General Question

squirbel's avatar

How wealthy must you be to hire a financial planner?

Asked by squirbel (4297points) March 22nd, 2008 from iPhone

I’m not as successful as my father yet, but at the same time I want to start early. Thoughts?

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15 Answers

scamp's avatar

I started my account with only $100.00 a few years ago. My planner didn’t have any limits on how much I needed to open an account.

hairypalm's avatar

around 70k and up a year.

boffin's avatar

The easiest way is by hiring yourself….Open a 401k or a Roth IRA at your place of employment (if available) if not. Go to any Bank or Savings and Loan to open one…Many Insurance Companys offer retirement fund accounts….And then leave ‘em alone. Also there are Investment Firms like “Edward Jones” that offer guidence in exchange for a crack at selling you into their investment packages….It’s free to listen…Go ask….

Poser's avatar

I’d check out Clark Howard’s Website. He’s pretty smart, and has a lot of good info for average income earners.

If there is any way you can open an account with USAA, I’d reccommend you do so immediately. They offer free financial planning, and are the best banking/insurance company I’ve ever heard of. You just have to be associated with the military in some way.

digitaljesus's avatar

I’m 25, make under 45k a year and have a financial planner. Couple of my friends make under 25k a year and have them. How? A good starter financial planner doesn’t charge for his time, just makes a commision off whatever you need that he resells. Naturally this can be a concern sometimes but if you keep you get a good guy you trust, its extremely valuable and insightful. Most people my age don’t even have a savings account, much less a plan for retirement. I use a company called Ashford Advisors, they got a nifty product called The Living Balance Sheet (check it out at that’s a good starter financial planning tool. As my business continues to grow, I plan at some point to upgrade to a more sophisticated financial planning tool/advisor most likely, but to start out with the basics: IRA, 401k, Savings accounts, proper insurance coverage for you, your belongings, and your business (if you have one) its a great starting point. The trick is to start planning now, before you hit 65 and go: “jeeze, how am I ever going to retire?”

squirbel's avatar

Thanks digital and everyone. I am also 25 and making less than 45k. I have already begun working on my 401(k) and savings, but I think I was thinking of a financial planner who specifies in investments. However, lots of great sources have been provided here so I have lots of reading to do ~


gailcalled's avatar

@squirbel; thank you for a fluther-like question. One trick is to find several friends and find a financial adviser who will accept a group – altho also willing to give individual advice.

This is a bad time to do anything too daring.

Riser's avatar

another option is looking into foreign VAs that specialize in economics. You’d be very surprised what you can get for about $4 an hour. I have three and they are amazing.

squirbel's avatar

VAs? Expound por favor!

Riser's avatar

virtual assistant

jz1220's avatar

@Riser, where did you find your VAs? I am Googling, but I’d rather go with one that you trust.

anonyjelly16's avatar

I don’t think you need to be wealthy to hire one.

As I understand it, Financial Planners work for 1) Hourly Fees 2) A percentage of your portfolio or 3) a combination of both. So, even if you don’t have a million in the bank, you can still get one for an hourly fee.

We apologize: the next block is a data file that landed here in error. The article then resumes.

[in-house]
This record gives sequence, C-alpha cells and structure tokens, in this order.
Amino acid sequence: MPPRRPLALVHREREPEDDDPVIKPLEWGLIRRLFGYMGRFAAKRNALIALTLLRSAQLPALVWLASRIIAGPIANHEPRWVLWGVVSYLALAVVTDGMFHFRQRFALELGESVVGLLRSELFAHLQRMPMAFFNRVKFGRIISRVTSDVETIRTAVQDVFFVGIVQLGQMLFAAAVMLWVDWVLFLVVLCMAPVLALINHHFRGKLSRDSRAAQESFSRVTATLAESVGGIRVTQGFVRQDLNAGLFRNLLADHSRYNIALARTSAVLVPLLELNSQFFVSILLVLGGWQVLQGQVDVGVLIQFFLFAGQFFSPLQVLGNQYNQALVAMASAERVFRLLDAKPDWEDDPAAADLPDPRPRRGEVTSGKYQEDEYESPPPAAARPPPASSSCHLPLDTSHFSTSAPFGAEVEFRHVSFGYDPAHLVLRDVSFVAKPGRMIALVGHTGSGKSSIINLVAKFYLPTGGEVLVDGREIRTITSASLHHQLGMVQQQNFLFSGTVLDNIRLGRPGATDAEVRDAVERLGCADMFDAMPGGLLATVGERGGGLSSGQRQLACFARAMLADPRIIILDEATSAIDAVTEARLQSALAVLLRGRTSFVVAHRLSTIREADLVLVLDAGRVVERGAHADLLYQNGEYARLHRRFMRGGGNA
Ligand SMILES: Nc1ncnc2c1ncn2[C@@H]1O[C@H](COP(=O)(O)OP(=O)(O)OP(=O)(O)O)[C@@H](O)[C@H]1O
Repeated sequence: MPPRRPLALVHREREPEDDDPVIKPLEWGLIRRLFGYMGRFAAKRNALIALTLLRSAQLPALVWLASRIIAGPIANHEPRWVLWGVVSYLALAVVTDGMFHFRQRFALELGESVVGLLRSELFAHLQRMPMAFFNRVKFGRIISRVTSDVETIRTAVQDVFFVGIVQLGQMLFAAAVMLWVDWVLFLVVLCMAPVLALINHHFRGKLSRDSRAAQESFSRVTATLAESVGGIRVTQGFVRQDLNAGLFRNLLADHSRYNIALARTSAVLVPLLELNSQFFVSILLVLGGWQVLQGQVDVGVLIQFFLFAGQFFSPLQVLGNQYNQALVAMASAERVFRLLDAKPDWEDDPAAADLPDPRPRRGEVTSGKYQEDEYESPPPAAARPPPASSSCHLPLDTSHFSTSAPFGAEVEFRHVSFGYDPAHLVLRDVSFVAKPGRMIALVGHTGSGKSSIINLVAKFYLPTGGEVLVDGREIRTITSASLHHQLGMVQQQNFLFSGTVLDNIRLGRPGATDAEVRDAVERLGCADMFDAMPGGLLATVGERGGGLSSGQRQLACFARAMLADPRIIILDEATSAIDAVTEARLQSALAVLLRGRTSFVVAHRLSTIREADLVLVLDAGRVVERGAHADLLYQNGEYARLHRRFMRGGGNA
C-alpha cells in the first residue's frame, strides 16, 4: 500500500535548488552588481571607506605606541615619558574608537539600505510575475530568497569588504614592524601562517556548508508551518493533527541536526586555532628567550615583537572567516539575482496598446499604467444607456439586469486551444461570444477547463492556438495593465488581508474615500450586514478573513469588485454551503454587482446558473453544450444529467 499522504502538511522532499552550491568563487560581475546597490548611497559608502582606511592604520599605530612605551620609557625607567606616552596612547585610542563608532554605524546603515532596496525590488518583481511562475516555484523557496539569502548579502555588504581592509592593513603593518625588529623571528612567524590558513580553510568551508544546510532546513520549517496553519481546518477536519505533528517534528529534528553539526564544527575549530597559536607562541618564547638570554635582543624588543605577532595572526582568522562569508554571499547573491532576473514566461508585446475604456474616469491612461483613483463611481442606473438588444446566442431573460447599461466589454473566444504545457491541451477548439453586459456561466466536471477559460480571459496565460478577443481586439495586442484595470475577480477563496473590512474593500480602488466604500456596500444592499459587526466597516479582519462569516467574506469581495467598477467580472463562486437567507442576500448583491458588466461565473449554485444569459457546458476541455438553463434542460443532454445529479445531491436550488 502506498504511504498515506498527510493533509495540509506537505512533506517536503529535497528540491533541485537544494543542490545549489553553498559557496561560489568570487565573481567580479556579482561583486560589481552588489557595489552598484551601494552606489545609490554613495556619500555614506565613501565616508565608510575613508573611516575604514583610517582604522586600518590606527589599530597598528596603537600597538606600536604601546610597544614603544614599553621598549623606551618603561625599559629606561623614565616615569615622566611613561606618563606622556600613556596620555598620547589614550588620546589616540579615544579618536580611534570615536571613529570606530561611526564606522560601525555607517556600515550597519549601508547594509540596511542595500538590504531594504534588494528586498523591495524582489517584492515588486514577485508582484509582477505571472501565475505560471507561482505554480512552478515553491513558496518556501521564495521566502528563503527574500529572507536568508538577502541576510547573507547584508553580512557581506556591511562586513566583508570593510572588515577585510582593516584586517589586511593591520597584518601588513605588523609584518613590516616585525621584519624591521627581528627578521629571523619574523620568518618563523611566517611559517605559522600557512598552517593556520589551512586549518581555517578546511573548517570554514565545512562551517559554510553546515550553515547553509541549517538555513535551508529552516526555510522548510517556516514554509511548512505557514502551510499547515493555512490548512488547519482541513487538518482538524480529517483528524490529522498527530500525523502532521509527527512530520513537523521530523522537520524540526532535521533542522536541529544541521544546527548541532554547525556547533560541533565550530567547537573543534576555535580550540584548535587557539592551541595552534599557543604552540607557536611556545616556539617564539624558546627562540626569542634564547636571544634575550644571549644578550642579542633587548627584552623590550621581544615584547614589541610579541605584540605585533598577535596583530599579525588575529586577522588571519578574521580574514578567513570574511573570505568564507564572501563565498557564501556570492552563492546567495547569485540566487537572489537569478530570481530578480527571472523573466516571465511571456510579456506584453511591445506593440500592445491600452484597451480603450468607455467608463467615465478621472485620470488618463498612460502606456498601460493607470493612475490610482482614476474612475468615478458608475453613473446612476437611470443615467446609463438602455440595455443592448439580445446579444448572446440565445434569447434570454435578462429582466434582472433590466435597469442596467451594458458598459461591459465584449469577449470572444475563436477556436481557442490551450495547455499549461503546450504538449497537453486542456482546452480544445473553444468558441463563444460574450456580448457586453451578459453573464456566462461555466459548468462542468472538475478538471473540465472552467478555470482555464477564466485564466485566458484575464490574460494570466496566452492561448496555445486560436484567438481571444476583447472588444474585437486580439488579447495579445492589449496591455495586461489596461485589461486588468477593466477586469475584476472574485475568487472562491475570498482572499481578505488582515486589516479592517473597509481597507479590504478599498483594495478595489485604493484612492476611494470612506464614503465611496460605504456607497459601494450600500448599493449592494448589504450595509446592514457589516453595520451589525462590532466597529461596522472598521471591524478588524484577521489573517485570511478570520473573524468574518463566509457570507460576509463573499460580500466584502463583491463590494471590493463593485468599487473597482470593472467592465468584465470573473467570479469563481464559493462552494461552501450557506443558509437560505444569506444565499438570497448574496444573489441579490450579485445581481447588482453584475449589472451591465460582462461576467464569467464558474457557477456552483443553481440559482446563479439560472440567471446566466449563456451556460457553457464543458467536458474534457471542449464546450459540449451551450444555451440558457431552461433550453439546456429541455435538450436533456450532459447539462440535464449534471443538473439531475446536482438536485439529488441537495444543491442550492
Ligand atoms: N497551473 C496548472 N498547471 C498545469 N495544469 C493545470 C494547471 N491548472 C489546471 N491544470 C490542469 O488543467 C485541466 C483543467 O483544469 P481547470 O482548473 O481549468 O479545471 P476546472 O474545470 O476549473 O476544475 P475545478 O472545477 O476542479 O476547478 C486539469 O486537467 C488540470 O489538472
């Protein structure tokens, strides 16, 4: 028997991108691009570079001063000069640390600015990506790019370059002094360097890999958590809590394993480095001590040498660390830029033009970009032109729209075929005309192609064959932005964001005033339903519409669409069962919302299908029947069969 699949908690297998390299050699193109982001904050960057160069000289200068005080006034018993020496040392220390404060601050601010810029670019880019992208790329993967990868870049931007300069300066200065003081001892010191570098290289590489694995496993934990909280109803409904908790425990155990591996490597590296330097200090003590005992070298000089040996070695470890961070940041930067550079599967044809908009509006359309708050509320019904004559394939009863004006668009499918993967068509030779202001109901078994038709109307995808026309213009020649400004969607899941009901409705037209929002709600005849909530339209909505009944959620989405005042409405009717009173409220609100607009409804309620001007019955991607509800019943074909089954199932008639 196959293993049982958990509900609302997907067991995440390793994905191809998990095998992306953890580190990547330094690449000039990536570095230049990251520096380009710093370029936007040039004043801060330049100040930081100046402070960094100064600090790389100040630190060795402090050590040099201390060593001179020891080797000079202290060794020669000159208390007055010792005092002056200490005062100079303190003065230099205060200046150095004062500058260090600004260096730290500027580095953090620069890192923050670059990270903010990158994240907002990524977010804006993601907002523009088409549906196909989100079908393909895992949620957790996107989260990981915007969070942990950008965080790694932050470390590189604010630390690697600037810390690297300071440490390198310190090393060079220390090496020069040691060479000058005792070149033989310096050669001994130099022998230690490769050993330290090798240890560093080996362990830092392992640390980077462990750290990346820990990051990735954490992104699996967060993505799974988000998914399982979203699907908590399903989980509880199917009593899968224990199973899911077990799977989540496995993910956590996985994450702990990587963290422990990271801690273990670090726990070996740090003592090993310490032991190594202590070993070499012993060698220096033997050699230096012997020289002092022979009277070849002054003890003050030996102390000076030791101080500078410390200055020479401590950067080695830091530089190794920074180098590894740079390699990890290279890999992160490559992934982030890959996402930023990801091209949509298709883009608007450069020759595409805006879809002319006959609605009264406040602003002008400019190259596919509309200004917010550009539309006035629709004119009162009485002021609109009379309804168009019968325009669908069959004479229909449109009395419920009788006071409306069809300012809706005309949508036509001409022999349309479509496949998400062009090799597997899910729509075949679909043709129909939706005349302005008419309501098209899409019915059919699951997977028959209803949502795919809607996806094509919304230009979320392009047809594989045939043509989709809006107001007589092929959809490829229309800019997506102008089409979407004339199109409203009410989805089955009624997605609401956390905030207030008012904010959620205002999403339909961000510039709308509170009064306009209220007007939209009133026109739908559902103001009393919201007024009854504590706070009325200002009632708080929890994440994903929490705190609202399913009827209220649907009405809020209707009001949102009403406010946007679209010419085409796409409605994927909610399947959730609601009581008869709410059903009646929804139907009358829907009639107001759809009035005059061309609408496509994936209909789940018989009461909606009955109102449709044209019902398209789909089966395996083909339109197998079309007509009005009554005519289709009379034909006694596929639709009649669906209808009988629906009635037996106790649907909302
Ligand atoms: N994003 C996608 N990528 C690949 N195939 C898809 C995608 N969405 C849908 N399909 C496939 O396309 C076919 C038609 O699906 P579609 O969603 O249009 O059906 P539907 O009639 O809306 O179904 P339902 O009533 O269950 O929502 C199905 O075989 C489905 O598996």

I would suggest asking a few people for their personal financial planners and then picking one of them. Don’t pick one based on their recommendation unless they use the same person themselves.

trainerboy's avatar

You do not have to be wealthy, but I would suggest you get a true financial planner rather than a life insurance sales person.
Financial planners usually have securities licenses and can direct you on where to invest your money.
Some life insurance sales people proclaim to be financial planners when their true trade is life insurance. The giveaway is the only option they offer is investment through some sort of life insurance policy. It doesn’t mean that what they are offering is bad either, it just is a giveaway that they are not a financial planner in the sense that I get you are looking for.
You may want life insurance anyway, but a true financial planner usually does that as a part of their overall options, or can recommend someone to you.
Uusally you can start putting money away, outside of a life insurance policy for $50—$100 a month with a financial planner.

trainerboy's avatar

I would also suggest that when you talk to someone, be as clear as possible of what you are looking for. If you are single, no dependents and are looking to invest for the long term, be wary of anyone who tries to get you to do so through a life insurance investment.
It is more complicated than I can share on here, but if you want to invest that much per month, you would probably be better off doing it in something other than life insurance.
That way ALL of your money, minus a commission (which cannot exceed 8% of ivestment) goes into the investment. In a lifeinsurance policy, it is difficult toknow how much of your money is truly being invested vs going into life insurance vs going into commissions.

trainerboy's avatar

Also, there are no load mutual funds that you can invest in,meaning there is no up front commisions taken out, but they are back loaded, meaning they take there money off of the back end.
The benefit means that all your money is being invested and you don’t have to go through a broker. You must do your homework though on how much they take out on the backside of it.
The downside is that they usually require a larger sum to start out with.

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